February Catholic.net - Lectio Divina. Friday of the Thirty-Fourth Week in Ordinary Time.
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Lectio Divina. Friday of the Thirty-Fourth Week in Ordinary Time.
Lectio Divina

Ordinary Time - Cicle C


Author: Order of Carmlites | Source: www.ocarm.org



1) Opening prayer
Lord,
increase our eagerness to do your will
and help us to know the saving power of your love.
You live and reign with the Father and the Holy Spirit,
one God, for ever and ever. Amen.


2) Gospel reading - Luke 21,29-33
Jesus told to his disciples a parable, 'Look at the fig tree and indeed every tree. As soon as you see them bud, you can see for yourselves that summer is now near. So with you when you see these things happening: know that the kingdom of God is near.
In truth I tell you, before this generation has passed away all will have taken place. Sky and earth will pass away, but my words will never pass away.


3) Reflection
• The Gospel today presents the final recommendations of the Apocalyptic Discourse. Jesus insists on two points: (a) on the attention which should be given to the signs of the times (Lk 21, 29-31) and (b) on hope founded on the firmness of the word of God which drives away fear to despair (Lk 21, 32-33)..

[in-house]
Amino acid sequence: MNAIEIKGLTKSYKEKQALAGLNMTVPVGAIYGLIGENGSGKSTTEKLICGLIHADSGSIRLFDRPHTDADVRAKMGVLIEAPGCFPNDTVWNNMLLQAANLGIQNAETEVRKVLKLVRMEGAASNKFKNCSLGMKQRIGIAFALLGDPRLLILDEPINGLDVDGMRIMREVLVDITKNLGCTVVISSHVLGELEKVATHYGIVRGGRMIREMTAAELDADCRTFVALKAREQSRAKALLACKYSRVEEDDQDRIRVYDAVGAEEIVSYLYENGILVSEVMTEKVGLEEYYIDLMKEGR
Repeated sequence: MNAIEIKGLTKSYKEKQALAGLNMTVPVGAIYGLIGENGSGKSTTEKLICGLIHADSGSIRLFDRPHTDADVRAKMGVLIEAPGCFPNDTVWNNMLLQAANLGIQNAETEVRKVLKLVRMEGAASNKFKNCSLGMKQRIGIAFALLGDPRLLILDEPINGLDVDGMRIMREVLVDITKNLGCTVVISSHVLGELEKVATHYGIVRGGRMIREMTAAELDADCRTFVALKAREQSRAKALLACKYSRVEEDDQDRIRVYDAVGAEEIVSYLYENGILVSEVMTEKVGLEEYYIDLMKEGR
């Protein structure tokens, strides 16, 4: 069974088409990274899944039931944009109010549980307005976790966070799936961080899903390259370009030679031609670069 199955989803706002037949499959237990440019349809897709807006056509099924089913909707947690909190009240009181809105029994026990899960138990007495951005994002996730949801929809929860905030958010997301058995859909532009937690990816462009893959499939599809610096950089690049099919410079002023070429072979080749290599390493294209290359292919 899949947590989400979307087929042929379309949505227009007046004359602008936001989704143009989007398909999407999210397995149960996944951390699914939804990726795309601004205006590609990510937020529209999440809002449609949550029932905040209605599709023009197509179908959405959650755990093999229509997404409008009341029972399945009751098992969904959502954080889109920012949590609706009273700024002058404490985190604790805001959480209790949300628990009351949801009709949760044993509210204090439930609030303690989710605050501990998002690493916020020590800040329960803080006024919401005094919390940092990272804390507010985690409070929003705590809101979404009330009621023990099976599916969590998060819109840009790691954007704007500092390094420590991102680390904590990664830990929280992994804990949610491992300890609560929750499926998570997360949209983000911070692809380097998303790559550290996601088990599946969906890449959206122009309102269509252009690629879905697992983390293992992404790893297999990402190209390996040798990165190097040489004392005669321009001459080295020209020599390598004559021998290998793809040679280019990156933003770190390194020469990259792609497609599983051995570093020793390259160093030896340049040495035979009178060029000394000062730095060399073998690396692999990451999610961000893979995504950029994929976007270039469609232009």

• Luke 21, 29-31: Look at the fig tree and indeed every tree. Jesus orders to look at nature: “Look at the fig tree and indeed every tree; as soon as you see them bud, you can see for yourselves that summer is now near. So with you when you see these things happening know that the kingdom of God is near”. Jesus asks to contemplate the phenomena of nature to learn how to read and interpret the things which are happening in the world. The buds or sprouts on the fig tree are an evident sign that summer is near. In the same way when the seven signs appear they are a proof that “the Kingdom of God is close at hand!” To make this discernment is not easy. A person who is alone does not become aware of this. By reflecting together in community, the light appears. And the light is this: to experience in everything that happens the call not to close ourselves in the present, but rather to keep the horizon open and to perceive in everything that happens an arrow directed toward the future. But nobody knows the exact hour of the coming of the Kingdom, nobody. In Mark’s Gospel, Jesus says: “But as for that day or hour, nobody knows it, neither the angels in heaven, nor the Son, no one but the Father!” (Mk 13, 32).
• Luke 21, 32-33: “In truth I tell you, before this generation has passed away all will have taken place. Sky and earth will pass away, but my words will never pass away.” This word of Jesus recalls the prophecy of Isaiah which says: “All humanity is grass and all its beauty like the wild flowers. The grass withers, the flower fades when the breath of Yahweh blows on them. The grass withers, the flower fades, but the word of our God remains for ever”. (Is 40, 7-8). The word of Jesus is the source of our hope. What he says will arrive!